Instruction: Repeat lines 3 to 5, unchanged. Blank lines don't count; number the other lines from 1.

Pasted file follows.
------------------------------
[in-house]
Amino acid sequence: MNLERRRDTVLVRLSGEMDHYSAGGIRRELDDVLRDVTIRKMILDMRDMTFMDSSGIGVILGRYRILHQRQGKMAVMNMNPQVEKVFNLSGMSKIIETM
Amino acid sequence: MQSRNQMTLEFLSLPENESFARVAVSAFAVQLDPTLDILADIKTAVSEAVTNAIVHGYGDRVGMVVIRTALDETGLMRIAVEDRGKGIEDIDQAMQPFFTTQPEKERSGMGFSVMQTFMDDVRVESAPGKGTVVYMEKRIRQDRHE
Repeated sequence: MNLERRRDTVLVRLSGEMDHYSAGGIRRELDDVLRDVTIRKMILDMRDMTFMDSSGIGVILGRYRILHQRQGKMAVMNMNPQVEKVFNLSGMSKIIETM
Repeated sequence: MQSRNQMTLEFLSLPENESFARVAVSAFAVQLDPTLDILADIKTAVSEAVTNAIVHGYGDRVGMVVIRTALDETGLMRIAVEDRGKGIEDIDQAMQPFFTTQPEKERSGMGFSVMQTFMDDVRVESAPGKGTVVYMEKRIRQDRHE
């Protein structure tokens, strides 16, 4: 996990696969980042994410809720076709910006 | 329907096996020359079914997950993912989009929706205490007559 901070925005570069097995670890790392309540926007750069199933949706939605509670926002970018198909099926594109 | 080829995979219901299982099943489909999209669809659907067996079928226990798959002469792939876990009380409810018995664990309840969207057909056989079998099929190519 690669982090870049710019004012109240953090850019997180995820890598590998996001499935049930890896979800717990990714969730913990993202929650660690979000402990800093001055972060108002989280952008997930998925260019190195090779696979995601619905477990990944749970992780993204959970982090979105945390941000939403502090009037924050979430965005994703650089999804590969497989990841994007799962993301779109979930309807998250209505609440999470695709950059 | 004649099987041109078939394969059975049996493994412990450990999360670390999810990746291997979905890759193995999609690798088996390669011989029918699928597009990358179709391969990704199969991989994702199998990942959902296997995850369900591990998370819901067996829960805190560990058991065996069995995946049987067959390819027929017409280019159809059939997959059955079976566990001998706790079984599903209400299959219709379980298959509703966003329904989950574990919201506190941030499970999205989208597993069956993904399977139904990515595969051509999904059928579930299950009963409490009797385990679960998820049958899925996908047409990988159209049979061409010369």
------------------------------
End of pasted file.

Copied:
Amino acid sequence: MQSRNQMTLEFLSLPENESFARVAVSAFAVQLDPTLDILADIKTAVSEAVTNAIVHGYGDRVGMVVIRTALDETGLMRIAVEDRGKGIEDIDQAMQPFFTTQPEKERSGMGFSVMQTFMDDVRVESAPGKGTVVYMEKRIRQDRHE
Repeated sequence: MNLERRRDTVLVRLSGEMDHYSAGGIRRELDDVLRDVTIRKMILDMRDMTFMDSSGIGVILGRYRILHQRQGKMAVMNMNPQVEKVFNLSGMSKIIETM
Repeated sequence: MQSRNQMTLEFLSLPENESFARVAVSAFAVQLDPTLDILADIKTAVSEAVTNAIVHGYGDRVGMVVIRTALDETGLMRIAVEDRGKGIEDIDQAMQPFFTTQPEKERSGMGFSVMQTFMDDVRVESAPGKGTVVYMEKRIRQDRHE